13 Days of Halloween: GI Joe Spy Mission
It’s fall in my part of the world. The leaves are changing color, the temperatures are getting cooler, and pop-up Halloween stores are appearing in strip malls as far as the eye can see. It’s a beautiful thing to see, especially if you grew up a monster kid. This time of year brings back just as many memories for me as back-to-school or Christmas, possibly because it fed my strong appetite for all things monsters. While many of my classmates were checking out Zane Grey westerns or books about Bart Starr at the school library, I was getting Daniel Cohen’s Encyclopedia of Monsters or Make-up Monsters. If I didn’t run a GI Joe blog, I’d probably be doing something movie monster related. With that in mind, I’d like to venture again into the weirder realms of Joe mythos. Hopefully I don’t go too far afield.
The run-up Halloween reminds me of many things; among them are costumes. I recall the yearly ritual of picking out a Ben Cooper costume (or sometimes just a mask, if Mom and Dad were feeling frugal) at the local drug store. I think I was Darth Vader at least three years in a row.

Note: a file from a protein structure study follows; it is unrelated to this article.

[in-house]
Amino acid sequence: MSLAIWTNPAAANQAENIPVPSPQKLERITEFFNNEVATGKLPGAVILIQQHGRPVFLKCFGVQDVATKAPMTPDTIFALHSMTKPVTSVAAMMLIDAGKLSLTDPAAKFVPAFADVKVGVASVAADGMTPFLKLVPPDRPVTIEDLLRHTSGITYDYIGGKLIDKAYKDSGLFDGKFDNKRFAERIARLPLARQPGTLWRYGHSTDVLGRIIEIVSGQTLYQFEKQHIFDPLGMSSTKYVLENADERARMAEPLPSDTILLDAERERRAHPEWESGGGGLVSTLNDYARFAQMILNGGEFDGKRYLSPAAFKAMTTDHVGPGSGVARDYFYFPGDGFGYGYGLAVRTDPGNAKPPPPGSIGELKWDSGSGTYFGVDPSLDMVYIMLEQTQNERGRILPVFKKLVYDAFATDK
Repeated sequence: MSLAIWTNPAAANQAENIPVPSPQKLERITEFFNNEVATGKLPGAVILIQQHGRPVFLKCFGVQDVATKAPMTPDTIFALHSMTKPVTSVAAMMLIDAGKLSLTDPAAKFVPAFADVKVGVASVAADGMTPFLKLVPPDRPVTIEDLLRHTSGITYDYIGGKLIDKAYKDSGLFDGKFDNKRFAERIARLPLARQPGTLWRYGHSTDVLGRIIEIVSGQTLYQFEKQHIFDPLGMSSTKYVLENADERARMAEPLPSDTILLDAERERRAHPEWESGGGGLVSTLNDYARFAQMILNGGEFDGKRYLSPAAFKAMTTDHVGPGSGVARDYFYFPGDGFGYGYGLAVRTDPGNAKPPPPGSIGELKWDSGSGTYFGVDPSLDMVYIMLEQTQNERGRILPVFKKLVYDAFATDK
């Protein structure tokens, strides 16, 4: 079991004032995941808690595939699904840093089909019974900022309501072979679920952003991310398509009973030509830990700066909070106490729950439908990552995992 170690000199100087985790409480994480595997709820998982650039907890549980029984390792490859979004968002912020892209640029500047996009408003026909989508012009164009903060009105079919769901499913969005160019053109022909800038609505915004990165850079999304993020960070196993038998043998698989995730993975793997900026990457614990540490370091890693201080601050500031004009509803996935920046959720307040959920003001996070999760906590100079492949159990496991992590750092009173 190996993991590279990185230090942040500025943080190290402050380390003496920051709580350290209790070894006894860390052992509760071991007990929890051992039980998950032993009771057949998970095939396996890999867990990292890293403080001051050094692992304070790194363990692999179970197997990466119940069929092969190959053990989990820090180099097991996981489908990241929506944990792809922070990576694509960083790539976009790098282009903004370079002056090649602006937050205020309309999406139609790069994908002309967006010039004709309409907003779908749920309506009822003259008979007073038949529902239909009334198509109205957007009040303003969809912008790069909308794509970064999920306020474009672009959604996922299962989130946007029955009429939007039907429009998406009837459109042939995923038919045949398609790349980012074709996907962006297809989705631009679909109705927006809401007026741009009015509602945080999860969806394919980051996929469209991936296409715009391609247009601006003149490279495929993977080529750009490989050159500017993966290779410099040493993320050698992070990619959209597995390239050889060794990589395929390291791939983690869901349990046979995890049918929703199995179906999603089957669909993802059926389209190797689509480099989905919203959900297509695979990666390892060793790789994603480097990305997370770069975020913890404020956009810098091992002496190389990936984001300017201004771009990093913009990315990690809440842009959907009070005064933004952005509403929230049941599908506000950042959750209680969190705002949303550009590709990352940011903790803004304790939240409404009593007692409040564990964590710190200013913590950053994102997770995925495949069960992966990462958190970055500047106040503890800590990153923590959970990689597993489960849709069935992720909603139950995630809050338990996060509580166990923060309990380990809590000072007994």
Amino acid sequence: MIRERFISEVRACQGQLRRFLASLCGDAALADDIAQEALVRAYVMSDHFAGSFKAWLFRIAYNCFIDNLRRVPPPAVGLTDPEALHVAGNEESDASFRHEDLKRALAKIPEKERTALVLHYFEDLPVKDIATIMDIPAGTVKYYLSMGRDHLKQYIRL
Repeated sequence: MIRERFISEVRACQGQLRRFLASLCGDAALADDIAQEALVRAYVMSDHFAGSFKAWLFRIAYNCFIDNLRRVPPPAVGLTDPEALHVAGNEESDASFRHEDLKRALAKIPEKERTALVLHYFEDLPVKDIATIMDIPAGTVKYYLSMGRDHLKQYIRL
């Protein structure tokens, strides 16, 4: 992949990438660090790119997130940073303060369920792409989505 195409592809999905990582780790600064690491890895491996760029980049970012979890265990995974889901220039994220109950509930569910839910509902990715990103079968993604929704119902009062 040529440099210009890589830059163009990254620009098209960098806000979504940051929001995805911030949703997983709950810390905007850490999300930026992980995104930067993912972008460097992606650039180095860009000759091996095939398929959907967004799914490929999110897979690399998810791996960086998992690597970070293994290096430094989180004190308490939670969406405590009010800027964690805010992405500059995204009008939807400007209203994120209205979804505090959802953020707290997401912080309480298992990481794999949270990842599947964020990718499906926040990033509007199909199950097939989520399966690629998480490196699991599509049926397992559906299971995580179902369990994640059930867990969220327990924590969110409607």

Technically, the twelve inch GI Joes have always been about “dress-up”, but few of the accessory sets implied that Joe himself was wearing a costume or disguise. In 2003, the relaunched small-scale GI Joe line introduced the Spy Troops concept. That year’s figures would feature add-on accessories to disguise them as members of the enemy forces. Joes could don Cobra gear, and vice versa. The idea transferred to the twelve inch line that was also on shelves at the time.
The GI Joe Spy Mission set let you disguise a Joe as a Cobra to infiltrate enemy headquarters. My favorite aspect of this accessory set is the way that so many disparate elements are brought together in a way that would fool no one. Whichever Joe this is had better hope that Cobra Commander is on holiday when he sneaks into the base. Wouldn’t it make more sense to put on a trooper’s helmet? Maybe the deceit would work if it were being pulled off by someone as bold as Shipwreck.